The drive to clean transit is getting traction with bus operators are opting for battery-electric and hydrogen buses. New Flyer, Canada HQ bus maker, has started 2021 with winning numerous awards. The company landed a contract with the Metropolitan Atlanta Rapid Transit Authority for an order of six Xcelsior CHARGE™ battery-electric transit buses. This was followed by an award from the Connecticut Department of Transportation with a contract for 12 Xcelsior CHARGE™ battery-electric transit buses, with an option to extend it to 63 additional buses during the two-year agreement. Port Authority of Allegheny County also placed an order for six battery-electric Xcelsior CHARGE™ heavy-duty transit buses.
A few awards are also placed for its clean diesel buses. The City of Winnipeg awarded the company with a contract for 32 clean diesel, forty-foot Xcelsior® heavy-duty transit buses, with an option to extend the contract for five years. New Orleans Regional Transit Authority has awarded New Flyer of America Inc a contract for the supply of 22 clean-diesel, thirty-five-foot Xcelsior® heavy-duty transit buses.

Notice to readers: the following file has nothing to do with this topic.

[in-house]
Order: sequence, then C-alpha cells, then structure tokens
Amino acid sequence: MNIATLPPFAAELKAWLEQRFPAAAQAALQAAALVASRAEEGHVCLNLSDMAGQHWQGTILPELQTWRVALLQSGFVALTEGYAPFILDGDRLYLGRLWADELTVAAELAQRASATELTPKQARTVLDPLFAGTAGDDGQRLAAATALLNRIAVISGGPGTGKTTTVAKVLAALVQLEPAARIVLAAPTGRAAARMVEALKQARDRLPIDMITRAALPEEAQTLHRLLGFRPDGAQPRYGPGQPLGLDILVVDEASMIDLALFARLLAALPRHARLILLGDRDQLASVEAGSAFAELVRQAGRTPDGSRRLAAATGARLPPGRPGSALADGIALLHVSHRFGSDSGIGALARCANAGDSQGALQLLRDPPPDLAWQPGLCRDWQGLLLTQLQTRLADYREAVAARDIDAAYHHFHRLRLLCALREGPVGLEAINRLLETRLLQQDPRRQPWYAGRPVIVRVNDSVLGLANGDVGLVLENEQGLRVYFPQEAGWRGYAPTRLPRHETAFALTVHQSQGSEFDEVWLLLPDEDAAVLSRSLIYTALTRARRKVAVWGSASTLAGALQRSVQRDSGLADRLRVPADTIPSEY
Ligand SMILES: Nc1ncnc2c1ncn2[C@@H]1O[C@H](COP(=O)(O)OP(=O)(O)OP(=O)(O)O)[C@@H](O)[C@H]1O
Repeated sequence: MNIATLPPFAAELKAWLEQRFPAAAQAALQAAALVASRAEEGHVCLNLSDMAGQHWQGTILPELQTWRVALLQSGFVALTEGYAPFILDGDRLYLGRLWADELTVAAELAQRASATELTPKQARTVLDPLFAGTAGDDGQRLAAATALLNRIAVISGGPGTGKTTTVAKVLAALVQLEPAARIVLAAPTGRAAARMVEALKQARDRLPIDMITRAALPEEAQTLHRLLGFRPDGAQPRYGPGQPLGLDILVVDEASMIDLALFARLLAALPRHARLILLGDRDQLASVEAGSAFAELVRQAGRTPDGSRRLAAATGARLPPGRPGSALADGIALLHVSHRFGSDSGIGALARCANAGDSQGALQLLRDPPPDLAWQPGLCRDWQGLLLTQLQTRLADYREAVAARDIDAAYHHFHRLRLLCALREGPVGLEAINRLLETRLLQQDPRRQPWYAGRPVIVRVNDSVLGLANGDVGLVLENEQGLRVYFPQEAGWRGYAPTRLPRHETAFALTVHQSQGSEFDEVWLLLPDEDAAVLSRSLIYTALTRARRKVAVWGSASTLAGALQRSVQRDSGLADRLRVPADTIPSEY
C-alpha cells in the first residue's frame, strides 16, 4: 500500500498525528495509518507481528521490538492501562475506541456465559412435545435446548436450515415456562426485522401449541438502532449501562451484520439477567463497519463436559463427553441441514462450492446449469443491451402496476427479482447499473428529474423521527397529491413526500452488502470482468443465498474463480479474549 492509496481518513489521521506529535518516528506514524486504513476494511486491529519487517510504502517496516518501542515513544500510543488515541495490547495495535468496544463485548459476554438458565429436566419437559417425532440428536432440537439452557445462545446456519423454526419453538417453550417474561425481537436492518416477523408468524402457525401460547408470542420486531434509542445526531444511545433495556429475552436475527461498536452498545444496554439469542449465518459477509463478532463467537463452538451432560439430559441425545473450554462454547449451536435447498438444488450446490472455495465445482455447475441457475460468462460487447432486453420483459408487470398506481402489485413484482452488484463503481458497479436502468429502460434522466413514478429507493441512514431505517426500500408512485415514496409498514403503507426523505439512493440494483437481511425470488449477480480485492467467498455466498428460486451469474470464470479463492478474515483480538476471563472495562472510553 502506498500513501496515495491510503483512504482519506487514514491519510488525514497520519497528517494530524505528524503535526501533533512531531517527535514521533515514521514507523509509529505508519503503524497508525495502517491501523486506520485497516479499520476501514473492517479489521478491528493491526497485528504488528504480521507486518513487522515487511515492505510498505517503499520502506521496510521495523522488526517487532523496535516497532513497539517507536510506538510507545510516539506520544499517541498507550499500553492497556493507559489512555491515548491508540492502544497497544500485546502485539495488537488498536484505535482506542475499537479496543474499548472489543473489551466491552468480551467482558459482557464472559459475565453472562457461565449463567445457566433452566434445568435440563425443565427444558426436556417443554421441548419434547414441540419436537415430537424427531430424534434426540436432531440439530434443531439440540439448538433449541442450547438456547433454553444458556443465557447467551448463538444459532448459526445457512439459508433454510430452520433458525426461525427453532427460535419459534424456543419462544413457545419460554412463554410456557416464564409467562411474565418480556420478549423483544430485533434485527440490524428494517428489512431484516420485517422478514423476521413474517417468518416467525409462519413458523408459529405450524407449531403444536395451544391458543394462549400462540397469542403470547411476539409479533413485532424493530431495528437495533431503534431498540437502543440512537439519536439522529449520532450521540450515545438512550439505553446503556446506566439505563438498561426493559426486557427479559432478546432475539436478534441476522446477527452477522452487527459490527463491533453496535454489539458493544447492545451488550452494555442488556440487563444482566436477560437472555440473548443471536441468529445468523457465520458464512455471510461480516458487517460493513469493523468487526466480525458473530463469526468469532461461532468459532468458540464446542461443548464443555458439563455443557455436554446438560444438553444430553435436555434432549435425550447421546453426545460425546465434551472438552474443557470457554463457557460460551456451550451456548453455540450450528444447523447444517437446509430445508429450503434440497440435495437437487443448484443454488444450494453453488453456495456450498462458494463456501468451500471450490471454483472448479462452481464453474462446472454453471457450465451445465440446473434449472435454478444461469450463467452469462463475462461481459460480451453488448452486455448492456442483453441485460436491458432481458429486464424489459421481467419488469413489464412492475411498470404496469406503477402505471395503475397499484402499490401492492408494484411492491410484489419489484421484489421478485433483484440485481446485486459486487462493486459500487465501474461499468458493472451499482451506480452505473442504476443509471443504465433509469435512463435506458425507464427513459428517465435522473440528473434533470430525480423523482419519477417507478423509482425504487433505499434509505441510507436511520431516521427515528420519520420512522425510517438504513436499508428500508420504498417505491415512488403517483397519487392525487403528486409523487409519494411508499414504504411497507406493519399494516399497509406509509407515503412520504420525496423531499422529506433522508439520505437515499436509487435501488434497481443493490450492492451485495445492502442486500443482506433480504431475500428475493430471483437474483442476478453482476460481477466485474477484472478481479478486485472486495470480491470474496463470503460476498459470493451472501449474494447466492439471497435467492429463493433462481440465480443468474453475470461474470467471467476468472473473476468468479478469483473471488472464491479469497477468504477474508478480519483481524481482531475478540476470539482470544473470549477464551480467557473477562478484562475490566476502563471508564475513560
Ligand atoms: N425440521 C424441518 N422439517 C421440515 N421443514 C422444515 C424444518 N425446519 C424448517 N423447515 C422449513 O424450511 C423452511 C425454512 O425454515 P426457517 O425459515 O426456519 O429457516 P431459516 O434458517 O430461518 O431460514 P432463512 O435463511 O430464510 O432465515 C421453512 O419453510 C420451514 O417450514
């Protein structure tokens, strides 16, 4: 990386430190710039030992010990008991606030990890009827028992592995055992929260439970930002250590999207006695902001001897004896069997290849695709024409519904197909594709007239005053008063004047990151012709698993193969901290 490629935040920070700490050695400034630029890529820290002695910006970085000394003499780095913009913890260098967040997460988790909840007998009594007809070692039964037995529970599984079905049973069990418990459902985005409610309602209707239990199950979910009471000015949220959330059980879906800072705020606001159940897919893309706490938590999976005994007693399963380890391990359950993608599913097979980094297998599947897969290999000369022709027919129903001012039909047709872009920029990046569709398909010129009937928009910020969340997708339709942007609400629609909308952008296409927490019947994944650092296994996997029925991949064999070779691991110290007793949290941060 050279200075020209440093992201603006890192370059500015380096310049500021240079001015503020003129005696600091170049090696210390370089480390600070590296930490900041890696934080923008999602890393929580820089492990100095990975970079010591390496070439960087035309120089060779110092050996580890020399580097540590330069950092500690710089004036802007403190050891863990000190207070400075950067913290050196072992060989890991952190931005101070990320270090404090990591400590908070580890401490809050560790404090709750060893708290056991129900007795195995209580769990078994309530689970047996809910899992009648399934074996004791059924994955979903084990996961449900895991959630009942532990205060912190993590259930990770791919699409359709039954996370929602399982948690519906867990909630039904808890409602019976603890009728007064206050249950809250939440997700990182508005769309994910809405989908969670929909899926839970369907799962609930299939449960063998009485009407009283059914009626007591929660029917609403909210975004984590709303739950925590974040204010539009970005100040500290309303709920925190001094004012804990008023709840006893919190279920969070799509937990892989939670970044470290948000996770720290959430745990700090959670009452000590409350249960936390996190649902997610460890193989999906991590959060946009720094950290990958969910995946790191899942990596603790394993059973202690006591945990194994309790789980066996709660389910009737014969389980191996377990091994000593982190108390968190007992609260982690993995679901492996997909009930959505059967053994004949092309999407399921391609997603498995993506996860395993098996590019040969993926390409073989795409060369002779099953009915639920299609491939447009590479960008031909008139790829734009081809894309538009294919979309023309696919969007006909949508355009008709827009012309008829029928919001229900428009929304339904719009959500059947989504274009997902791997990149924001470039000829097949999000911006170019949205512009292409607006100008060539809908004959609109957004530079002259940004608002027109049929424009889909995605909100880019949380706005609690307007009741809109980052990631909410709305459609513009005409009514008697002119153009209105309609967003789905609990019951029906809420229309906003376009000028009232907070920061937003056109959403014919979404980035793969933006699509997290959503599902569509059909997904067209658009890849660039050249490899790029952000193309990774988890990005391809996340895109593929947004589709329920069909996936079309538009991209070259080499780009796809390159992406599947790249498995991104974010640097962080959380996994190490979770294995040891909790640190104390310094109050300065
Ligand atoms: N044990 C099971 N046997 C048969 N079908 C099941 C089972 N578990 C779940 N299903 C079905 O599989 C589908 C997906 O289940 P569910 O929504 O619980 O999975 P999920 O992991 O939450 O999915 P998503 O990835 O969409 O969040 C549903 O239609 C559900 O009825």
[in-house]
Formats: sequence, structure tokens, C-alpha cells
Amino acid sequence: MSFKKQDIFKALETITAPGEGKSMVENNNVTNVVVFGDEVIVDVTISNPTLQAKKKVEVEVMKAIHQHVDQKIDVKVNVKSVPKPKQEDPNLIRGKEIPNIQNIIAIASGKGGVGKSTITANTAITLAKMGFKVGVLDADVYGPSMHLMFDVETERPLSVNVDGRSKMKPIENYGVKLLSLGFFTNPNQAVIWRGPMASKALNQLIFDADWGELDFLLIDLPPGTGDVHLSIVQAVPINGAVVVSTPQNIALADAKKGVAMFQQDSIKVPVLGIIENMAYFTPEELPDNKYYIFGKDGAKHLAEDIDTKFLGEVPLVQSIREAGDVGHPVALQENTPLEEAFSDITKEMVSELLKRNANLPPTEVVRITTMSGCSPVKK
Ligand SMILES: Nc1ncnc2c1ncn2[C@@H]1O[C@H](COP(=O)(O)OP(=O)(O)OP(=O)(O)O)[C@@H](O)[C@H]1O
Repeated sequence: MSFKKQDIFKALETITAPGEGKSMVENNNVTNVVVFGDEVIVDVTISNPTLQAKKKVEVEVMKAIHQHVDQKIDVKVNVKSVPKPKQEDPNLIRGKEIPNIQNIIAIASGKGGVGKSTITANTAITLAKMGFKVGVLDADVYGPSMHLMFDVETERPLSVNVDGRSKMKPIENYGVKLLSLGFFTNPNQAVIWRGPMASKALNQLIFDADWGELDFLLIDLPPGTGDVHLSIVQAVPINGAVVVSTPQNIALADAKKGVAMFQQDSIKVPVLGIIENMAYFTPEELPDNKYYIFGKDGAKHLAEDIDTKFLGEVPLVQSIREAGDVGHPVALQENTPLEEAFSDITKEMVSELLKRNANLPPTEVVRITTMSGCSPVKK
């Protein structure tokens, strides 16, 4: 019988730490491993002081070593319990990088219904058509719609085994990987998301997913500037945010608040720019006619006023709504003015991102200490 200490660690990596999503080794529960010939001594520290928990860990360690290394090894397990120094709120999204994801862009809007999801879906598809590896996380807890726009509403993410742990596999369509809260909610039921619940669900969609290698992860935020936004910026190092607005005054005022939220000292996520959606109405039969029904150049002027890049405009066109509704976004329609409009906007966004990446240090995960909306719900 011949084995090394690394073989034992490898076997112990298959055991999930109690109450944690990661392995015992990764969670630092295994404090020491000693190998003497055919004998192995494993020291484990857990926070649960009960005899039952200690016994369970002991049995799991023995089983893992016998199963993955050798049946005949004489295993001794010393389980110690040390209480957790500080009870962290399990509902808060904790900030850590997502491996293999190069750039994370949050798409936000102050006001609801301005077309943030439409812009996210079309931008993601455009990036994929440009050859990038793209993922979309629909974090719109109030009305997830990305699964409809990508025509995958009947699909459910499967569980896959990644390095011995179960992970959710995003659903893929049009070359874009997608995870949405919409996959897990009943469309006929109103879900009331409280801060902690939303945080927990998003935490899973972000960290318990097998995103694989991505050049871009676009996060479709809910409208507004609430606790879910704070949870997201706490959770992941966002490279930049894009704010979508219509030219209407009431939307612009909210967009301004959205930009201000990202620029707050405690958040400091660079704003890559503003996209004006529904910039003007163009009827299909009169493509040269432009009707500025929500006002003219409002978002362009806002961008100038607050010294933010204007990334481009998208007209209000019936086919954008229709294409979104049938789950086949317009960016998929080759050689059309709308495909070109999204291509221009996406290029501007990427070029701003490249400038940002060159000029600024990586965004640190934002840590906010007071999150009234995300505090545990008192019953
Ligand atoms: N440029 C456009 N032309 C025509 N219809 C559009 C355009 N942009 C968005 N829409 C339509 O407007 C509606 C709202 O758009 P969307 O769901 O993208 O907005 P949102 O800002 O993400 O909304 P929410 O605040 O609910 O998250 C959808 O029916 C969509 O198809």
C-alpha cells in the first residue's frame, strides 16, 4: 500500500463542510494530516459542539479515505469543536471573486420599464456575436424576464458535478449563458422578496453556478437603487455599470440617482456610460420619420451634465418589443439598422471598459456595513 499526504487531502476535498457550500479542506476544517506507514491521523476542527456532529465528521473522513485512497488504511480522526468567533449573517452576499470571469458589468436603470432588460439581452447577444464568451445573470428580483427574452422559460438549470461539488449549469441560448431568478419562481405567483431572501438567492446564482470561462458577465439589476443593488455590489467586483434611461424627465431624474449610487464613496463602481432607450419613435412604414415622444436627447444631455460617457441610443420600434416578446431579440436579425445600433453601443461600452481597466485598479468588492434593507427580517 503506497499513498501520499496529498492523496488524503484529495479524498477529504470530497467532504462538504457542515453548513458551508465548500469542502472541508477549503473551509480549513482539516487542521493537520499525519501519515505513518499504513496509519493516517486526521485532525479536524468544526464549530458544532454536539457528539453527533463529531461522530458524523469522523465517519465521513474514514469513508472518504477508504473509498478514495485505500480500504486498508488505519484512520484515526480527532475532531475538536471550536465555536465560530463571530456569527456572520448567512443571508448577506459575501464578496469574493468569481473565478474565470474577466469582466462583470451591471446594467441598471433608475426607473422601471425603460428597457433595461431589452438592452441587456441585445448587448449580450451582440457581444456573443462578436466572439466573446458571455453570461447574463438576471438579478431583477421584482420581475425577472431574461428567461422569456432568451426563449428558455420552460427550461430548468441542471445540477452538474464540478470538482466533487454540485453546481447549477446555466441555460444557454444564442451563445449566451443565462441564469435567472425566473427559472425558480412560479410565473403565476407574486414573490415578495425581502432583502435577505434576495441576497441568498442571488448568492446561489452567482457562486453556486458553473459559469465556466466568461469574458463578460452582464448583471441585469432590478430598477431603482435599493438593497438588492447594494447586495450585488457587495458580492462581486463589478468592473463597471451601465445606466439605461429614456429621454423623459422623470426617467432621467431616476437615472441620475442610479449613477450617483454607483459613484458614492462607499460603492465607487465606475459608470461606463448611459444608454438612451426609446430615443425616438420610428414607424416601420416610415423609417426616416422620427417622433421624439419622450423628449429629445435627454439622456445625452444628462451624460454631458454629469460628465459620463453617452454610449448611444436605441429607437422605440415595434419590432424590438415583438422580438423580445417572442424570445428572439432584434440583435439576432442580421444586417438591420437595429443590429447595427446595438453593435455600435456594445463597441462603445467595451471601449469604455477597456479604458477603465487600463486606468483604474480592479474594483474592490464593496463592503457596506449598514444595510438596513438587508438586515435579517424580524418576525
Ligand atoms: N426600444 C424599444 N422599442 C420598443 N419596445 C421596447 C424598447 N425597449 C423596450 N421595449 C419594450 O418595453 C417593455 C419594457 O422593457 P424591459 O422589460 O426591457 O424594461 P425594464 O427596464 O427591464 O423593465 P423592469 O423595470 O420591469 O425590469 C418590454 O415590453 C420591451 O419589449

It seems like New Flyer is at full speed of collecting all the contracts which have been on hold due to various factors, chiefly COVID-19. Mr Biden will push his clean energy agenda, which will likely offer more opportunities for hydrogen and battery-electric public transit in the coming months.
In another development, Hexagon Purus, a Norwegian composites company, will supply high-pressure hydrogen tanks to New Flyer. The tanks will be supplied to New Flyer’s Xcelsior CHARGE H2™ hydrogen fuel cell electric transit buses from Q1:2021. The value of the contract is around US$ 0.9 million (NOK 7.7 million). Hexagon Purus will produce these tanks at its North American production facility in Maryland, US.
Xcelsior CHARGE H2™ travel range is up to 300 miles on a single refuelling with no need for off-board electric recharging. The hydrogen tanks are certified in both North America and Europe and will store compressed hydrogen gas at 350 bar. The tanks are produced for medium and heavy-duty fuel cell vehicles and designed explicitly for fuel cell-powered buses.